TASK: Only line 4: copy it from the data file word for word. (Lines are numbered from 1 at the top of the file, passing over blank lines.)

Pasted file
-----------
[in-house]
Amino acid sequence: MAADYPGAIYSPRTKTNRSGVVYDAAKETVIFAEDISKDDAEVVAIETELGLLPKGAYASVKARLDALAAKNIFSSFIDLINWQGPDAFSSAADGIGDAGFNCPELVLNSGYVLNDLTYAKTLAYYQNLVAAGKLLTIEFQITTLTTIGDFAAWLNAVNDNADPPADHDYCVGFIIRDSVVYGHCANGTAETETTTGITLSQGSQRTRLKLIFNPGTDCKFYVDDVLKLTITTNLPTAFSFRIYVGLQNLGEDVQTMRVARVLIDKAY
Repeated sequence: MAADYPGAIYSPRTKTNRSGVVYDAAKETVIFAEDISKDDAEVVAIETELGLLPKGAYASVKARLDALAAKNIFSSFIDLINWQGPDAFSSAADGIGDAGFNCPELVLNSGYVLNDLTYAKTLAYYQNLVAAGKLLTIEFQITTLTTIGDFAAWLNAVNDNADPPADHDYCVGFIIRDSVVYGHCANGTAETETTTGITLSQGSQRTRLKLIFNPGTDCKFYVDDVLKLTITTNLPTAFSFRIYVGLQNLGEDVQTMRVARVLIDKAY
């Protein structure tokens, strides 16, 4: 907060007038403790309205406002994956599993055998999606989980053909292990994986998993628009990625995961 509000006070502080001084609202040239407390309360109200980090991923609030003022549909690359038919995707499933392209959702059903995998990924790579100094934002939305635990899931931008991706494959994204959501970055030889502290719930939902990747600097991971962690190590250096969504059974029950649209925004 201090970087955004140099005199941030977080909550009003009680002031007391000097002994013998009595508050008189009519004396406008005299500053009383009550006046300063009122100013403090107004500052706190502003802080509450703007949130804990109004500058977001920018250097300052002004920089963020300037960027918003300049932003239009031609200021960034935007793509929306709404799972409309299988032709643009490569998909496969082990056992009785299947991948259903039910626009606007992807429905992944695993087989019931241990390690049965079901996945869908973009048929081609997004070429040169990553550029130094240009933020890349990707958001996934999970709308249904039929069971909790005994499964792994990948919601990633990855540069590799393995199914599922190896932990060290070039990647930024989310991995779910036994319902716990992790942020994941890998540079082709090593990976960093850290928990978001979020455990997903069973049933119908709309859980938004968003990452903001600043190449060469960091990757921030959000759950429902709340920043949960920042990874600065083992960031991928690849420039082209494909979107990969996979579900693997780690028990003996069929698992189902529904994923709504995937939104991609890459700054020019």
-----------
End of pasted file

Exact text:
């Protein structure tokens, strides 16, 4: 907060007038403790309205406002994956599993055998999606989980053909292990994986998993628009990625995961 509000006070502080001084609202040239407390309360109200980090991923609030003022549909690359038919995707499933392209959702059903995998990924790579100094934002939305635990899931931008991706494959994204959501970055030889502290719930939902990747600097991971962690190590250096969504059974029950649209925004 201090970087955004140099005199941030977080909550009003009680002031007391000097002994013998009595508050008189009519004396406008005299500053009383009550006046300063009122100013403090107004500052706190502003802080509450703007949130804990109004500058977001920018250097300052002004920089963020300037960027918003300049932003239009031609200021960034935007793509929306709404799972409309299988032709643009490569998909496969082990056992009785299947991948259903039910626009606007992807429905992944695993087989019931241990390690049965079901996945869908973009048929081609997004070429040169990553550029130094240009933020890349990707958001996934999970709308249904039929069971909790005994499964792994990948919601990633990855540069590799393995199914599922190896932990060290070039990647930024989310991995779910036994319902716990992790942020994941890998540079082709090593990976960093850290928990978001979020455990997903069973049933119908709309859980938004968003990452903001600043190449060469960091990757921030959000759950429902709340920043949960920042990874600065083992960031991928690849420039082209494909979107990969996979579900693997780690028990003996069929698992189902529904994923709504995937939104991609890459700054020019």